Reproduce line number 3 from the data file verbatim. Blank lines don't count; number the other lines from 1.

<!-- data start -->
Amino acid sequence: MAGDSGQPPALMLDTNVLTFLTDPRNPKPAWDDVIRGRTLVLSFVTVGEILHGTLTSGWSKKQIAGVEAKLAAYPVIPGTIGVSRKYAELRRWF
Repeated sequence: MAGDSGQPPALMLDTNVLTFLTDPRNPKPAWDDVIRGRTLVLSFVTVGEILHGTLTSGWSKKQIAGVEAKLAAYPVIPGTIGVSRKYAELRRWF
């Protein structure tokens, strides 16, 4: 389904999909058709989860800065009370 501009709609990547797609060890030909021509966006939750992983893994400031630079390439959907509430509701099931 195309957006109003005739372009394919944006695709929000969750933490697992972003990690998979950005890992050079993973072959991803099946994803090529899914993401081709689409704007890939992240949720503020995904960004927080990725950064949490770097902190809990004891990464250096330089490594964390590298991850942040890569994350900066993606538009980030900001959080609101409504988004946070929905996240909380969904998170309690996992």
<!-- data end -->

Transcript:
């Protein structure tokens, strides 16, 4: 389904999909058709989860800065009370 501009709609990547797609060890030909021509966006939750992983893994400031630079390439959907509430509701099931 195309957006109003005739372009394919944006695709929000969750933490697992972003990690998979950005890992050079993973072959991803099946994803090529899914993401081709689409704007890939992240949720503020995904960004927080990725950064949490770097902190809990004891990464250096330089490594964390590298991850942040890569994350900066993606538009980030900001959080609101409504988004946070929905996240909380969904998170309690996992």